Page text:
Voices and views

Treatment strategies will not succeed if prevention efforts are failing, as there will always be more people requiring treatment. Prevention strategies will not succeed if treatments are not accessible. Where treatments are accessible, the nexus between AIDS and death is broken. Hope is generated and stigma is reduced. As a result, people are more willing to come forward for testing and more likely to access prevention services.

Statement of Commitment to Building a Comprehensive Global HIV/AIDS Response, released by the coalition for Joint Advocacy on HIV/AIDS, Treatments, Microbicides and Vaccines at Bangkok, 2004.

Failure number one is the lack of political will shared by the North and the South… Currently there is just USD $650 million being spent on AIDS vaccine research each year and close to 60 percent of those funds are coming from the United States. This effort is under-resourced.

Chrispus Kiyonga, Minister without Portfolio, Uganda (former chair of the Global Fund to Fight AIDS, Tuberculosis and Malaria), at Meet the Leaders Session on AIDS Vaccines, July 15 2004.

More doctors leave Ethiopia each year than are being trained in their medical schools; there are more Guyanan nurses working in the UK National Health Service than in Guyana. In easing our own [developed country] capacity constraints, we are adding to theirs. AIDS needs an emergency response, but this response should be complemented by investment in the human and physical needs of the health sectors of the developing country.

Princess Mabel van Oranje, Open Society Institute, plenary speech, July 12 2004.

I cannot help but feel, given the current levels of new infections, that the quest for a vaccine must lie at the heart of this response. The massive assault [of the epidemic] on women has to be one of the ways that leaders are driven to their senses and finance a vaccine with the understanding that…for women this is the ultimate salvation.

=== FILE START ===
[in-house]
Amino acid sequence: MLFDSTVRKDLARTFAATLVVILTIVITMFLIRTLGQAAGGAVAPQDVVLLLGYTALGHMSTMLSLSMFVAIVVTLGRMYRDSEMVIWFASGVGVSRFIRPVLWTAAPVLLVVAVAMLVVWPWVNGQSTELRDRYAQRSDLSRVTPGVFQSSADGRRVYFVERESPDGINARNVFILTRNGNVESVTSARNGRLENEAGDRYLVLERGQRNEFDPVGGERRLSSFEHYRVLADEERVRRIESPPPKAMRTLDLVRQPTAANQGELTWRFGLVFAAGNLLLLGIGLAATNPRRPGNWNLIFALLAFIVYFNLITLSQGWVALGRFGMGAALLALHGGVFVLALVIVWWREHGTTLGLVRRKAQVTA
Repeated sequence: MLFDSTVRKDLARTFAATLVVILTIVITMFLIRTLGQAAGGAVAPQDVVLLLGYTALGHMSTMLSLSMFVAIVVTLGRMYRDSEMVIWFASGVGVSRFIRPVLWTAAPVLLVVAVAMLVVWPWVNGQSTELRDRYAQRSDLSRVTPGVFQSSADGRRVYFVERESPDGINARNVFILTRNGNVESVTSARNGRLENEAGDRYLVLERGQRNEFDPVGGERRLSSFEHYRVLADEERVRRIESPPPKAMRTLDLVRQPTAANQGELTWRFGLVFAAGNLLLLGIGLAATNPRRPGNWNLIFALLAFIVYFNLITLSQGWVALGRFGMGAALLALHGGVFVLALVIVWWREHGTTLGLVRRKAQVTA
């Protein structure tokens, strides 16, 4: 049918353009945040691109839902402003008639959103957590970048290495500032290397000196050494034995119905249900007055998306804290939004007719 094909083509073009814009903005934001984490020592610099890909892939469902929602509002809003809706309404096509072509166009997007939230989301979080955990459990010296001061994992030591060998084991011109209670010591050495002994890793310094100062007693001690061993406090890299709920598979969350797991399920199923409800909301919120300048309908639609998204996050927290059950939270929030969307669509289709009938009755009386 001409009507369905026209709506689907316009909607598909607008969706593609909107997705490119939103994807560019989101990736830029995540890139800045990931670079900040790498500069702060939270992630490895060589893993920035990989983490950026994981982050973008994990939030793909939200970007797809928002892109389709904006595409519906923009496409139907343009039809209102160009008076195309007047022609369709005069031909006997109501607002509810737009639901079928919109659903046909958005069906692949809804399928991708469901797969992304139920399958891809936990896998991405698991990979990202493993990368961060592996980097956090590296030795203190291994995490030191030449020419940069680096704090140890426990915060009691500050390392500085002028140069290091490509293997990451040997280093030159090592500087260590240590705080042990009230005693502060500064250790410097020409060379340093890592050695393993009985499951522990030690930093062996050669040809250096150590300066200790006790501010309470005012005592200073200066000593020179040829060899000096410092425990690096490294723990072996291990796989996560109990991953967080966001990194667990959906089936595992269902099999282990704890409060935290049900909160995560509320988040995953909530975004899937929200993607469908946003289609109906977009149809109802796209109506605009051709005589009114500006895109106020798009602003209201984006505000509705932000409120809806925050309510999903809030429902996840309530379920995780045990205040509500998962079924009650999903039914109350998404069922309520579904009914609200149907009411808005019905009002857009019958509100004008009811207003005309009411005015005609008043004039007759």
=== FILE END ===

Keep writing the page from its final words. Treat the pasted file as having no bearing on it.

Stephen Lewis, UN Special Envoy on HIV/AIDS in Africa at Meet the Leaders Session on AIDS Vaccines, July 15 2004.

The day after tomorrow, the 18th of July, will be the day I turn 86. There could be no better gift than knowing that there is renewed commitment from leaders in every sector of society to take real and urgent action against AIDS. We know what needs to be done—all that is missing is the will to do it. Allow me to enjoy my retirement by showing that you can rise to the challenge.

Nelson Mandela, speech at closing ceremony, July 16 2004.

The three currently available prevention approaches—abstinence, being faithful, and using condoms—while incredibly important are just not enough. Married women or women who do not have control over if they have sex cannot choose abstinence.

Zeda Rosenberg, Chief Executive Officer of the International Partnership for Microbicides, plenary speech, July 15 2004.

When I can work in safe and fair conditions I am free of discrimination, when I am free of labels like: “immoral” or “victim of trafficking”, when I am free from unethical researchers, when I am free to do my job without harassment, violence or breaking the law, when sex work is recognized as work, when we have safety, unity, respect, and our rights, when I am free to choose my own way then I am free to protect myself and others from HIV.

Community Statement, People to People Messages, closing ceremony, July 16 2004.


All articles written by Emily Bass